Skip to main content

Mom Confession: "I Wanted a Girl!"

One moms tells why proclaiming "as long as he/she is healthy" wasn't entirely the whole truth during her pregnancy, and cuts others some slack for knowing which gender they're hoping for.

By Amy Levin-Epstein, Babytalk

You hear it all the time: "As long as my baby's healthy, I don't care if it's a boy or a girl." But many moms do care. Take Stephanie Lewis, a mom of six from San Diego. After giving birth to a boy, she tried several noninvasive gender selection methods (a fancy way of saying that she tried to choose the sex of her baby). She ate a diet rich in calcium and tried ovulation timing and even a few unsuccessful bouts of "sperm spinning." Eventually she became pregnant again -- with twins! Lewis was thrilled when multiple sonograms predicted a girl-boy pair.


Fast-forward through boy-girl showers, nurseries and coordinating outfits, to the day of delivery. "After the doctor delivered baby number one [a boy], the room fell silent, and I saw my husband's head bow down. Then a nurse said cheerfully, 'And ... it's another boy!'"

Lewis laughs now, but she remembers feeling extreme confusion and disappointment at the time. "What happened to the baby girl who was so real in my head and heart?" she says. (These emotions inspired Lewis to write a novel about gender disappointment called Lullabies & Alibis.)

Scroll to Continue

Recommended for You

Women like Lewis need to know they're not alone, says New Jersey-based therapist Joyce Venis, author of Postpartum Depression Demystified. "I'd say eight times out of 10, women who say, 'As long as it's healthy,' are not happy about having that sex." Accepting your emotions is the next step. "You're allowed to have those feelings. It doesn''t mean you're not going to love your child." In fact, bottling up disappointment can lead to postpartum depression and even resentment toward your husband, warns Venis. Friends, online support groups, your doctor or even a therapist can be objective and point out the positives.

For Lewis, it was her husband who immediately offered solace. "He said, 'If you still feel this strongly when the twins are 5 years old, I promise we'll adopt a baby girl,'" says Lewis, whose maternal instincts eventually took over. "I started to breastfeed, cuddle and love, and [thus] I began to bond with my babies."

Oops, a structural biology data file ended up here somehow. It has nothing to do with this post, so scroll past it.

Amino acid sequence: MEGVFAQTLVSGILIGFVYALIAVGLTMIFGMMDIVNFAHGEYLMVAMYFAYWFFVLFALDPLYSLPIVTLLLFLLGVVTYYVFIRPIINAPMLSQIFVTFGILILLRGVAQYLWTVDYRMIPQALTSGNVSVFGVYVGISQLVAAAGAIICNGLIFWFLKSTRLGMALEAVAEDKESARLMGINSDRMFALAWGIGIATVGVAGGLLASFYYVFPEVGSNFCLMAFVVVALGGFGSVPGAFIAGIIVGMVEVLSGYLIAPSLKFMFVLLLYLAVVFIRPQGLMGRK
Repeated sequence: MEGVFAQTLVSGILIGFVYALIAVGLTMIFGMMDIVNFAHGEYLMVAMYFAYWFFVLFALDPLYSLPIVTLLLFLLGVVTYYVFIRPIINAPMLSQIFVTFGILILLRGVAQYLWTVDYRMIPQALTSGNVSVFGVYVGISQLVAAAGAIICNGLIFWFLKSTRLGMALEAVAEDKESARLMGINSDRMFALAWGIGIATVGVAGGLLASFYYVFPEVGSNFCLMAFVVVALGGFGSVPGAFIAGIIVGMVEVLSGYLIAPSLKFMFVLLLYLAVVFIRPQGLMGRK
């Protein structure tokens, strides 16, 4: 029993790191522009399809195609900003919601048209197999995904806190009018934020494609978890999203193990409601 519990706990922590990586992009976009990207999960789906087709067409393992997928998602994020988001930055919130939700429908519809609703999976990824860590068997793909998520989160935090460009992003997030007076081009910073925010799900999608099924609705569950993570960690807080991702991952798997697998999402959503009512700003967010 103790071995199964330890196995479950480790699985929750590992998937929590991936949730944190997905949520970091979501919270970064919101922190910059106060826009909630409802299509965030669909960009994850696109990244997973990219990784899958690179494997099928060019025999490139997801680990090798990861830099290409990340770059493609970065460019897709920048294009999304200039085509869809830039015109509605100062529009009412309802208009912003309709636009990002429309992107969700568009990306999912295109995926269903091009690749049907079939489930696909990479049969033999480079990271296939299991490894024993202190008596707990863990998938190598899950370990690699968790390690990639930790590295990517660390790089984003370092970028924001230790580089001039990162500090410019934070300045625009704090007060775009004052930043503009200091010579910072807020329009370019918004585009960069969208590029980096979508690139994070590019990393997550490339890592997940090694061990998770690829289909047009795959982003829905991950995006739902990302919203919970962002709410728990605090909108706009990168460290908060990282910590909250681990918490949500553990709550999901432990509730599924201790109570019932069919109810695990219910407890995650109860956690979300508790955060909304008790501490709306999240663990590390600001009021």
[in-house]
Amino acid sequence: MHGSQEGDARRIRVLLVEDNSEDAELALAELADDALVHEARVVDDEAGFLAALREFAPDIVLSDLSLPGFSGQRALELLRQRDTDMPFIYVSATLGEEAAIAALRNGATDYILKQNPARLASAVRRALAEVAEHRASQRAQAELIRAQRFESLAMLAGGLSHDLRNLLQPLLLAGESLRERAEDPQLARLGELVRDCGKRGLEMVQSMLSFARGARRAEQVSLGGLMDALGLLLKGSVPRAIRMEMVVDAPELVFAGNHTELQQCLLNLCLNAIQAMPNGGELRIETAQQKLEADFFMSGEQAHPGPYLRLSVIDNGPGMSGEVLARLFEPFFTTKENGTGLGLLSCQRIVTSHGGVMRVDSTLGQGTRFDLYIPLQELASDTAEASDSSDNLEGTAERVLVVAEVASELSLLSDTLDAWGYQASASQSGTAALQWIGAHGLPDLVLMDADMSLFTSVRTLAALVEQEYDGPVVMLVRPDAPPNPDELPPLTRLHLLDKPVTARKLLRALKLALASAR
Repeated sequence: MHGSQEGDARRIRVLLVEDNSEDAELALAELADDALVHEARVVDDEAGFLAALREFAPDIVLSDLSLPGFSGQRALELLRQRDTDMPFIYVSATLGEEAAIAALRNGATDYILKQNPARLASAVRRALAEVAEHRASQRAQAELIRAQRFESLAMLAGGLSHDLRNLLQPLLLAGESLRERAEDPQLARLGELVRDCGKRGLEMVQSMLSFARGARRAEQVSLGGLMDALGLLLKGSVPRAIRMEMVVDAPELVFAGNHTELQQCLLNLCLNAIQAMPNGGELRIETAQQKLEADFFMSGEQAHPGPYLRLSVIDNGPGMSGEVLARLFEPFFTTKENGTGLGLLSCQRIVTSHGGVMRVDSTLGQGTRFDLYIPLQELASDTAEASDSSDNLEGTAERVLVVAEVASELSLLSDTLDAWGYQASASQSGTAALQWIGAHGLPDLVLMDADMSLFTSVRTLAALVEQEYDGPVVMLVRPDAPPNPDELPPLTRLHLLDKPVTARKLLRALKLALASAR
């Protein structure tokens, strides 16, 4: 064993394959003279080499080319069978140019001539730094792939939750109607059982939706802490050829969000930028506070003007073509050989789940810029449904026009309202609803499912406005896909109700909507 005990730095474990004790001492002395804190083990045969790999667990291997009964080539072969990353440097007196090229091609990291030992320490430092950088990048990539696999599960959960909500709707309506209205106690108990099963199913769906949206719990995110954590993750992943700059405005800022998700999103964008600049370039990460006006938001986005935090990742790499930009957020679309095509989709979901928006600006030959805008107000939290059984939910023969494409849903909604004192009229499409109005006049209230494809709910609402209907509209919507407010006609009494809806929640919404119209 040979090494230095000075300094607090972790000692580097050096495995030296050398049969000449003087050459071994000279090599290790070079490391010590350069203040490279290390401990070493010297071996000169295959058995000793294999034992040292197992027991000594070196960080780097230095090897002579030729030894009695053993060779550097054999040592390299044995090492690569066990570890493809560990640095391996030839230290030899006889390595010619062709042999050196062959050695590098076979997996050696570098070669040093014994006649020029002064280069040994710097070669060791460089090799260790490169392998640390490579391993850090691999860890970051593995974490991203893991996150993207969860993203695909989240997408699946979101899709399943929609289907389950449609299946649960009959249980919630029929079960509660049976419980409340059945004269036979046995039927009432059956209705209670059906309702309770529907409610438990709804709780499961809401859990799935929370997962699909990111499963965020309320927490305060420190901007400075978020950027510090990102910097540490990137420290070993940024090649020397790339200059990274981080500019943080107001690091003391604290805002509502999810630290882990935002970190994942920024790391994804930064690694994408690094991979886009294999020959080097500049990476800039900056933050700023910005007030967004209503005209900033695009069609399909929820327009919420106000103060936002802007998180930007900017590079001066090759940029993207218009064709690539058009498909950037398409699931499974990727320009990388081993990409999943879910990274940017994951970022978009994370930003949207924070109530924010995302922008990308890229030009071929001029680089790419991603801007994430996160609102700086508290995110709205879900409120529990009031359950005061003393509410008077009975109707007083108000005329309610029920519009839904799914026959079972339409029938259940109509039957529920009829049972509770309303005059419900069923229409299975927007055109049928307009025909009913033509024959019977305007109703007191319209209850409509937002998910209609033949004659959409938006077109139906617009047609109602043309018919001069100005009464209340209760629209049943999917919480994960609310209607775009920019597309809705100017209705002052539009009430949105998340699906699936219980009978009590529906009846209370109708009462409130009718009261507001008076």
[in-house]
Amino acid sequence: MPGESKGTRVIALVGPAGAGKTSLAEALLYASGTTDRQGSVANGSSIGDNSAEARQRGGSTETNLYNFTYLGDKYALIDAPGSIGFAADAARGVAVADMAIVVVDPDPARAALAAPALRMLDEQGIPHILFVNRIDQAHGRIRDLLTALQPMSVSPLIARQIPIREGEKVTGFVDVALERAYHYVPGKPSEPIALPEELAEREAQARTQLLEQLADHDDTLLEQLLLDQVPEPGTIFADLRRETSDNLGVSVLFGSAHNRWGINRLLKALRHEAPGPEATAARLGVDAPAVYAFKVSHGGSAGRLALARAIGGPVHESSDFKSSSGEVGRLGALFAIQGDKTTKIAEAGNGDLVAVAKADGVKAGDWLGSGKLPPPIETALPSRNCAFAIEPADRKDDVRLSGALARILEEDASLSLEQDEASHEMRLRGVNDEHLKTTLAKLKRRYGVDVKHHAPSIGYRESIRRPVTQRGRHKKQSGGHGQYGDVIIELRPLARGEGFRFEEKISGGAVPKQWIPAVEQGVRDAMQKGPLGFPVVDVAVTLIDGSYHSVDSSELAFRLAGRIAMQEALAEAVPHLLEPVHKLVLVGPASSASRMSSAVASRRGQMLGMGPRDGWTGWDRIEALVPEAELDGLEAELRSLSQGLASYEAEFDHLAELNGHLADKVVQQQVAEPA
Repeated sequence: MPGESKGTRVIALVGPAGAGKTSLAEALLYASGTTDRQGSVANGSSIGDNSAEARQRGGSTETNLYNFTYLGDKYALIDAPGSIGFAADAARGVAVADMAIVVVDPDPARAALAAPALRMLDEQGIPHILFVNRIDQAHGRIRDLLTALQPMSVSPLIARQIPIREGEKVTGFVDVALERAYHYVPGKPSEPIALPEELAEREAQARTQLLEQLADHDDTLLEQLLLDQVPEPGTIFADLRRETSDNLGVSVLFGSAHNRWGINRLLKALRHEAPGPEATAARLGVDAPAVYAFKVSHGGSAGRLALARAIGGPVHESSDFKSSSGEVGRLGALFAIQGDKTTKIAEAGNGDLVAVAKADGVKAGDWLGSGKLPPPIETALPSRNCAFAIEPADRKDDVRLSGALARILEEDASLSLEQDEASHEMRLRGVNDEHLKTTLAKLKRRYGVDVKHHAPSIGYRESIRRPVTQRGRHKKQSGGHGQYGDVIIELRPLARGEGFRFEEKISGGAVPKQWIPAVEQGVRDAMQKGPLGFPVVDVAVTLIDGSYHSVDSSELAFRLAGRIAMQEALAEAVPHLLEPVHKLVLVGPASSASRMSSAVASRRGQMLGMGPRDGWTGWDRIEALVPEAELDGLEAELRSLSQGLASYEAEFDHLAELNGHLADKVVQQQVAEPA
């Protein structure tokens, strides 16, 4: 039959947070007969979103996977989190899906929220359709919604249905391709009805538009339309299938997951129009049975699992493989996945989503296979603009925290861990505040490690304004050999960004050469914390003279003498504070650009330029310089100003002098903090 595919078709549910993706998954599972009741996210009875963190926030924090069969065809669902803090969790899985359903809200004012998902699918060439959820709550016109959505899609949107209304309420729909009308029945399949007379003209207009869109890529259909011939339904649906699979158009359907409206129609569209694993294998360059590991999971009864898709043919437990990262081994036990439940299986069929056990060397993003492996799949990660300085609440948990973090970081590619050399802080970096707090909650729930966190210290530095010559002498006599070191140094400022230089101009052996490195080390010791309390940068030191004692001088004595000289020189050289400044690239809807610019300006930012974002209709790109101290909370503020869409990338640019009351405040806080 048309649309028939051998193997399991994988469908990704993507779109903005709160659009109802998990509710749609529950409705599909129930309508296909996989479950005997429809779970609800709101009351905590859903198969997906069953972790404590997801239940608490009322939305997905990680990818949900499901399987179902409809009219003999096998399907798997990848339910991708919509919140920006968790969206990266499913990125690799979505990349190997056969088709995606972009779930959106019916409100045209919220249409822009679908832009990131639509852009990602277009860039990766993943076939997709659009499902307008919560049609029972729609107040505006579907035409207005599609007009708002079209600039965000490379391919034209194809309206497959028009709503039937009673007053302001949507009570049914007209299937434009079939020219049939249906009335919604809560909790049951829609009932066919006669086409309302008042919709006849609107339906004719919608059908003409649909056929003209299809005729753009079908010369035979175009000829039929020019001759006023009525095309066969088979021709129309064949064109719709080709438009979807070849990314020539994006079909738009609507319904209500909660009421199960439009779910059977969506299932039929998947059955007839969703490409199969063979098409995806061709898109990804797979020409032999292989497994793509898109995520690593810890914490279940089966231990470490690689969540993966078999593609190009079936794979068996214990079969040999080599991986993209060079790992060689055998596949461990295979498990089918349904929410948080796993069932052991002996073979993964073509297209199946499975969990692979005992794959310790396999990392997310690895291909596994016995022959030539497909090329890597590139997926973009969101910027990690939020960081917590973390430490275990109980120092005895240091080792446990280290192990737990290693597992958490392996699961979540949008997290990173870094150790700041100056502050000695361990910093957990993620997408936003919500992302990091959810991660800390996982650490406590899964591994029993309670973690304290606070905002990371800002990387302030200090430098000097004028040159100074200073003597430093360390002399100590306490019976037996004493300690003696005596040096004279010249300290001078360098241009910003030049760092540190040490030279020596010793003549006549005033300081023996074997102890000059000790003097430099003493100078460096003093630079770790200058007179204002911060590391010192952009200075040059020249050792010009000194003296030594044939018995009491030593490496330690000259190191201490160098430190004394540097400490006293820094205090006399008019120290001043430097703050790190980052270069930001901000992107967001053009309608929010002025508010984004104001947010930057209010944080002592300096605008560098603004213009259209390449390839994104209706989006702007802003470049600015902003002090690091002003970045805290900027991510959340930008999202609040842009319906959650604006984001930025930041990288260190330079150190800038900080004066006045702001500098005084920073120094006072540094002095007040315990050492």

A few years later, the family adopted a baby girl from Korea. It was a turning point for Lewis. "I love my eldest daughter more than I can express in words," she says. Although her first marriage dissolved shortly thereafter, Lewis and her new husband welcomed a second baby girl and another boy into their family.

A blood test confirmed Lewis' new point of view regarding gender selection. When she became pregnant with her fifth child, a daughter, "some blood work came back elevated, and Down syndrome was mentioned. I rushed for an amniocentesis. I cried when the results showed that everything was fine. For the first time, I understood the phrase, 'It doesn't matter what the baby is, as long as it's healthy.'"

Read more great articles in BABYTALK.


SK_BE_Big Sister

On the Day You Were Born

I obsessed over every test, pain, or dream despite having a completely healthy pregnancy. The funniest moments occurred when the book suggested I create a birth plan.

Mom and Daughter

Preparing for New Siblings

Big sibs may need some help when it comes to welcoming a new baby.


To My 12 Remaining Embryos, Sincerely Your First Mom

My body went through a lot just in hopes that God would give me one of you. So when the Doctor called to tell us there were 14 of you, we were in shock.

Bonus Baby

Last night I did what I ordinarily do around eleven o’clock. I shut down my laptop computer and put it away, then closed the book I was reading and set it on the lamp stand next to the sofa. I brought my water glass and my wine glass into the kitchen and put them in the dishwasher. While my husband went outside to smoke his last cigarette for the evening, I climbed the stairs and readied myself for bed.

Trust and a Motherhood

So often throughout pregnancy and new baby-hood, mothers are bombarded with ways in which to “be.” I value learning however I feel as a society we have forgotten one valuable ASSET we have as mothers, our GUT.


8 Times Your Pediatrician Wants You To Call

How to know when the less-obvious, puzzling symptoms are worth picking up the phone and calling the doctor.

Confessions of an Imperfect Mom

"You can forget about being a perfect mom," my mother said to me over the phone when my husband and I arrived home from an emergency clinic where my two-month-old daughter had received a shot of strong antibiotic for a bacterial infection she'd caught on the plane a few days earlier, and my two-year-old son had been diagnosed with yet another ear infection.